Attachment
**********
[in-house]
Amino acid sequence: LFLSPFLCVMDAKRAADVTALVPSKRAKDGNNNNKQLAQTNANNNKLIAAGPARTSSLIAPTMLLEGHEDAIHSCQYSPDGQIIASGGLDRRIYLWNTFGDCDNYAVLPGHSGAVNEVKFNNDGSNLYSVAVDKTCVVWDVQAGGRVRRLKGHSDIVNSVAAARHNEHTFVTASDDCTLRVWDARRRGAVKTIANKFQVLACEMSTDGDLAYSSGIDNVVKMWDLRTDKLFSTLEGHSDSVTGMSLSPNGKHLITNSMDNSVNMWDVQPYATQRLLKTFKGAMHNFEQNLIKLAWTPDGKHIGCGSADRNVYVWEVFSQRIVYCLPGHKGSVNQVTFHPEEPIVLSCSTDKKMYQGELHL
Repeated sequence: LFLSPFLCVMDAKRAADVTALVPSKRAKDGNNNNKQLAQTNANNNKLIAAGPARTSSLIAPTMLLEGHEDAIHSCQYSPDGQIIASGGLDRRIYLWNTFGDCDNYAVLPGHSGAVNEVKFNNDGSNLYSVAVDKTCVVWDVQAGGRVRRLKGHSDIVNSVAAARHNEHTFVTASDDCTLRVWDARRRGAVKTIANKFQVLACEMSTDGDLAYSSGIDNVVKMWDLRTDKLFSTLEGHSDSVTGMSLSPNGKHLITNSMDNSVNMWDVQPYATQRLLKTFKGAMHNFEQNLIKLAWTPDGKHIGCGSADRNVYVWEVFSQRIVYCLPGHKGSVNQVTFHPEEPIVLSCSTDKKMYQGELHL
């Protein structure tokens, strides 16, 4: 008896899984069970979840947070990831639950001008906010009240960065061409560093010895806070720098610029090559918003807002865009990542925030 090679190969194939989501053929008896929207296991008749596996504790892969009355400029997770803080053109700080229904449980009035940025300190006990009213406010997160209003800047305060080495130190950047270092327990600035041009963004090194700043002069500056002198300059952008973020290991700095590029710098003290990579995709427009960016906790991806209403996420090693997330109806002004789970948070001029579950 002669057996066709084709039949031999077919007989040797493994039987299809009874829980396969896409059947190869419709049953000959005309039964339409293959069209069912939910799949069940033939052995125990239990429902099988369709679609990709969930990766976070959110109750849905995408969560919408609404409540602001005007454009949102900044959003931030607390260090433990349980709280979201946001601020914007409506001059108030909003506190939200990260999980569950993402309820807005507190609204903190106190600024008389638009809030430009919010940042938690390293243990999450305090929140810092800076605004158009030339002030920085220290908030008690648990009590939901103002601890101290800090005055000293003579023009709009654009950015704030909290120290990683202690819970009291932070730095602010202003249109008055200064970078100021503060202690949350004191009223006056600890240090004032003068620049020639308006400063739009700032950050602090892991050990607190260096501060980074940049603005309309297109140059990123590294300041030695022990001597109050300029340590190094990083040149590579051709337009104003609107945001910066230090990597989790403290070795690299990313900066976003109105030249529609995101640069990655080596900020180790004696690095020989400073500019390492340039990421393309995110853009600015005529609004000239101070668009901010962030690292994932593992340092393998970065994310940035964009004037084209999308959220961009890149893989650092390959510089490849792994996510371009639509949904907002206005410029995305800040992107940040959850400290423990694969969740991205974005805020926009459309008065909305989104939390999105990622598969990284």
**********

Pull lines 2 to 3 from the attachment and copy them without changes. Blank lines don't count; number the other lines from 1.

Amino acid sequence: LFLSPFLCVMDAKRAADVTALVPSKRAKDGNNNNKQLAQTNANNNKLIAAGPARTSSLIAPTMLLEGHEDAIHSCQYSPDGQIIASGGLDRRIYLWNTFGDCDNYAVLPGHSGAVNEVKFNNDGSNLYSVAVDKTCVVWDVQAGGRVRRLKGHSDIVNSVAAARHNEHTFVTASDDCTLRVWDARRRGAVKTIANKFQVLACEMSTDGDLAYSSGIDNVVKMWDLRTDKLFSTLEGHSDSVTGMSLSPNGKHLITNSMDNSVNMWDVQPYATQRLLKTFKGAMHNFEQNLIKLAWTPDGKHIGCGSADRNVYVWEVFSQRIVYCLPGHKGSVNQVTFHPEEPIVLSCSTDKKMYQGELHL
Repeated sequence: LFLSPFLCVMDAKRAADVTALVPSKRAKDGNNNNKQLAQTNANNNKLIAAGPARTSSLIAPTMLLEGHEDAIHSCQYSPDGQIIASGGLDRRIYLWNTFGDCDNYAVLPGHSGAVNEVKFNNDGSNLYSVAVDKTCVVWDVQAGGRVRRLKGHSDIVNSVAAARHNEHTFVTASDDCTLRVWDARRRGAVKTIANKFQVLACEMSTDGDLAYSSGIDNVVKMWDLRTDKLFSTLEGHSDSVTGMSLSPNGKHLITNSMDNSVNMWDVQPYATQRLLKTFKGAMHNFEQNLIKLAWTPDGKHIGCGSADRNVYVWEVFSQRIVYCLPGHKGSVNQVTFHPEEPIVLSCSTDKKMYQGELHL